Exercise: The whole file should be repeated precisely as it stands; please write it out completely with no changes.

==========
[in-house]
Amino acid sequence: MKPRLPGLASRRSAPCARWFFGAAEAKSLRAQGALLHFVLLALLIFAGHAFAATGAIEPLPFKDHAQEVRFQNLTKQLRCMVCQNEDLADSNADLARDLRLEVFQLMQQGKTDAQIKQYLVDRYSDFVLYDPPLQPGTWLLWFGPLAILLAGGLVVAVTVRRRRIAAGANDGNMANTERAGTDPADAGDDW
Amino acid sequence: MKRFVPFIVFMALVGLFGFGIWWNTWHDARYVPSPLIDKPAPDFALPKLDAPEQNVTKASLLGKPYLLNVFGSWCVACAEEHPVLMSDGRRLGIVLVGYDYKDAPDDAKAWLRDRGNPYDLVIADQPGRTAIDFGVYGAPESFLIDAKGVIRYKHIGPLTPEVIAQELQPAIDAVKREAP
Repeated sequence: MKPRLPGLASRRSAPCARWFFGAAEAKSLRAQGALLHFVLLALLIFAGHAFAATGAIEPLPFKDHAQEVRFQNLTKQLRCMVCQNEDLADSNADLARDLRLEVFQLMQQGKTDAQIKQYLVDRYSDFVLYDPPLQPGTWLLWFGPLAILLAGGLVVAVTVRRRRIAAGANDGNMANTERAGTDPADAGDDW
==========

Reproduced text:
[in-house]
Amino acid sequence: MKPRLPGLASRRSAPCARWFFGAAEAKSLRAQGALLHFVLLALLIFAGHAFAATGAIEPLPFKDHAQEVRFQNLTKQLRCMVCQNEDLADSNADLARDLRLEVFQLMQQGKTDAQIKQYLVDRYSDFVLYDPPLQPGTWLLWFGPLAILLAGGLVVAVTVRRRRIAAGANDGNMANTERAGTDPADAGDDW
Amino acid sequence: MKRFVPFIVFMALVGLFGFGIWWNTWHDARYVPSPLIDKPAPDFALPKLDAPEQNVTKASLLGKPYLLNVFGSWCVACAEEHPVLMSDGRRLGIVLVGYDYKDAPDDAKAWLRDRGNPYDLVIADQPGRTAIDFGVYGAPESFLIDAKGVIRYKHIGPLTPEVIAQELQPAIDAVKREAP
Repeated sequence: MKPRLPGLASRRSAPCARWFFGAAEAKSLRAQGALLHFVLLALLIFAGHAFAATGAIEPLPFKDHAQEVRFQNLTKQLRCMVCQNEDLADSNADLARDLRLEVFQLMQQGKTDAQIKQYLVDRYSDFVLYDPPLQPGTWLLWFGPLAILLAGGLVVAVTVRRRRIAAGANDGNMANTERAGTDPADAGDDW